Low-carb breakfast: Posting photos on the... - Healthy Eating

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Low-carb breakfast

TheAwfulToad
TheAwfulToad

Posting photos on the internets isn't really my thing, but I thought some people might be interested in a LCHF breakfast.

That's home-cured bacon, mushrooms, scrambled free-range eggs with fresh oregano, stir-fried sweet potato leaves and daylilies, and butterfly pea flowers (yes, they're edible - taste a bit like mild mangetout). It's a lot less than I'd normally have for breakfast/brunch, but I'm feeling lazy today.

Excuse my ugly plating. Not my strong point.

11 Replies
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Jerry
JerryAdministrator

Hi TheAwfulToad, a great breakfast and the butterfly pea flowers look sensational what an addition to your meal and being low carb makes it even better.

So thanks for posting this great photo we love photo's of others meals on HE with no ifs or buts... 😊

Zest
ZestStar

Hi TheAwfulToad

I think this is a lovely photo - I especially like the Butterfly Pea Flowers - very pretty. Your breakfast looks tasty.

Zest :-)

TheAwfulToad
TheAwfulToad in reply to Zest

Flowers are really nice addition to meals. Ever tried nasturtium flowers in salads? They taste a bit like watercress or rocket. Deep-fried pumpkin flowers are delicious.

Thanks for this ! Looks great.

It looks marvellous and I hadn’t considered adding veggies in my breakfast other than maybe spinach in an omelette. I’ll give it a whirl although I’m not that keen on the sweet potato. Thanks for posting the picture - nice plate 👍

TheAwfulToad
TheAwfulToad in reply to MrsStop

Sweet potato leaves are one of my favourite vegetables - they have a very unique taste. They grow like a weed in my climate. I can just walk outside and snip a few leaves whenever I want them.

Theoretically they'd grow in the UK too, if anyone is interested in trying; just get a sweet potato from the supermarket and stick it in a pot of soil. Sometimes they've been treated with chemicals to stop them rooting, but you might get lucky.

AwfulToad--We have too many sweet potato leaves--purple and red (I mean the potatoes, not the leaves!) I eat LCHF too, and sadly give the potatoes away.

I KNEW the leaves were edible, but I thought you could only eat them very young, and never raw. I mean, I was told they were poison otherwise. It scared me off them.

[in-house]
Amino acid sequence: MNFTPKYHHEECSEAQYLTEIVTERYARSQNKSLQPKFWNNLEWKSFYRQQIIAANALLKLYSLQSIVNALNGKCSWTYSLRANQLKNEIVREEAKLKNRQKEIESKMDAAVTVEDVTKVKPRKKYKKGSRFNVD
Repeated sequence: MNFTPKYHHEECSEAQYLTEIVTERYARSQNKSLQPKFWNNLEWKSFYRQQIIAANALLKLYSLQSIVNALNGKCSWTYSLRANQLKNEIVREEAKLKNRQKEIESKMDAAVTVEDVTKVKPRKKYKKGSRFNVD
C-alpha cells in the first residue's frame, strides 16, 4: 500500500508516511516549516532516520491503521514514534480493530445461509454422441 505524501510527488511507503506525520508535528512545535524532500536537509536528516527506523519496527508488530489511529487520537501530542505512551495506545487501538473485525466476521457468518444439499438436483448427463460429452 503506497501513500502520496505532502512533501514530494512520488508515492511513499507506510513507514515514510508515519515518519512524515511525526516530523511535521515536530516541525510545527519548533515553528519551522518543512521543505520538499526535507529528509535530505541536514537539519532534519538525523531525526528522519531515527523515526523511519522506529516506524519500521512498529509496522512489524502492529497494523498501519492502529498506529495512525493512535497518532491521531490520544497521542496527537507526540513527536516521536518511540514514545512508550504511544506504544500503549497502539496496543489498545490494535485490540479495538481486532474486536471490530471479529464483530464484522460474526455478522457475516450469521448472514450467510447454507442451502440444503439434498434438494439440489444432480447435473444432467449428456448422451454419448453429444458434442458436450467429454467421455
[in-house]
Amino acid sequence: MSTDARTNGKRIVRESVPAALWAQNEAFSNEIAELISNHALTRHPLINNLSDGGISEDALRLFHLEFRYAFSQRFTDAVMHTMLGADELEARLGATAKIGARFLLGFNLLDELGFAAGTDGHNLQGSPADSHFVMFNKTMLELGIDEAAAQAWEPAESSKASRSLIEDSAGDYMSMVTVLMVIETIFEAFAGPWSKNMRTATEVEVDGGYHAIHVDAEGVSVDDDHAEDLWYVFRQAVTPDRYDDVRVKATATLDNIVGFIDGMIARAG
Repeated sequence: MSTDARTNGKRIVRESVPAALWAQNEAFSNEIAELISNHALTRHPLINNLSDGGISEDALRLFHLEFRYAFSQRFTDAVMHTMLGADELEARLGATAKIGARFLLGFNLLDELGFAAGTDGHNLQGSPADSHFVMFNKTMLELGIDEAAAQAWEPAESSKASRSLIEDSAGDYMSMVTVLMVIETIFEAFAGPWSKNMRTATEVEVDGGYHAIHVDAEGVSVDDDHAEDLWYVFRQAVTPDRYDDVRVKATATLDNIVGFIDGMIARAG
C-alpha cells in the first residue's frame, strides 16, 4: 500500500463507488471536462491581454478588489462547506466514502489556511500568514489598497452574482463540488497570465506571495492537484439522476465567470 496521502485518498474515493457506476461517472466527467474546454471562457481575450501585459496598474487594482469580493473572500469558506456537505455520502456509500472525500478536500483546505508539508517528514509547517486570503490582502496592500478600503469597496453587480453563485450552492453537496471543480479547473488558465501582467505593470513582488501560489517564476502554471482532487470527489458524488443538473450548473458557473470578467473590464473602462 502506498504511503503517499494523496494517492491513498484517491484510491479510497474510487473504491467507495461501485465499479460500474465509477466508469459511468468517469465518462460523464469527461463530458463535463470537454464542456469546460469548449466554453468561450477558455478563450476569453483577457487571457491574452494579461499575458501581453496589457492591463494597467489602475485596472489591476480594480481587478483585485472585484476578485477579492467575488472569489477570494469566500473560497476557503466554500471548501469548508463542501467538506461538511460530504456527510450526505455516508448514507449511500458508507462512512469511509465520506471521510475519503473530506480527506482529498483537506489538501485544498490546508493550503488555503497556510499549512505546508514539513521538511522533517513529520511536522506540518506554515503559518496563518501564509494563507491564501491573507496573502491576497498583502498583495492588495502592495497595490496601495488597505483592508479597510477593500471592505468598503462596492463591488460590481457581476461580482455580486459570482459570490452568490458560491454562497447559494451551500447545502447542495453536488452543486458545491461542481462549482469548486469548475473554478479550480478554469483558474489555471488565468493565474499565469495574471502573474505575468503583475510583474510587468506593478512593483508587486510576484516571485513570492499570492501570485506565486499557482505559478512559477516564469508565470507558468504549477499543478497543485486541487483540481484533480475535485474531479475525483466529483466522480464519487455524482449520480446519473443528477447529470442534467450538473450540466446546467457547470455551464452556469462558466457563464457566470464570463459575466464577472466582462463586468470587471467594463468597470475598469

So, is that a myth? I'd love to have them as a food source! And are those your own lilies?Just the petals? Will you take a picture of that dish before you cooked it?

sunny369
sunny369 in reply to amykp

I was also under the belief they were poisonous?

TheAwfulToad
TheAwfulToad in reply to amykp

LOL - I give the potatoes away too!

sunny369 they're definitely not poisonous cos I'm still here :) Sweet potatoes are order Solanales, so related to nightshade, bindweed, etc. People used to think the same about potatoes and tomatoes, for the same reason!

I wouldn't like to try them raw, but they're a regular part of the diet here (although food snobs consider them 'peasant food'). Typically stir-fried with garlic and a dash of soy sauce. But yeah, you do need to cut the young growing tips, not the older leaves. Nothing wrong with them as such, they just tend to be a bit stringy.

We actually have different varieties here bred for different purposes: some are optimized for leaf production, some for tubers.

amykp : the lilies are the little stubby stems (mixed with the sweet potato leaves), like sections of celery. You can eat the flower buds, but for obvious reasons those are very seasonal.

The blue flowers are the butterfly pea. Apparently you can eat the pods when they're very small (like mangetout) but I've never tried them. They tend to grow rapidly to maturity, so it's hard to actually find young pods. The plant grows like triffids. I'll take a photo later; it's very ornamental as well as productive.

Good stuff ! What time is breakie tomorrow ?

Where do you live, Awfultoad? I had purple sweet potato leaves sautéed w soy sauce + garlic in a Filipino restaurant once. Tasty, but as I said, I was worried to harvest at home.

And I just looked it up: I grow and eat butterfly pea flowers too. I call it something else: clitoria flowers. But, perGoogle it turns out it's the same thing. I throw them in salad, mixed with nasturtiums. pretty!

PS I tried the pods. I didn't find them so great. Just sayin'

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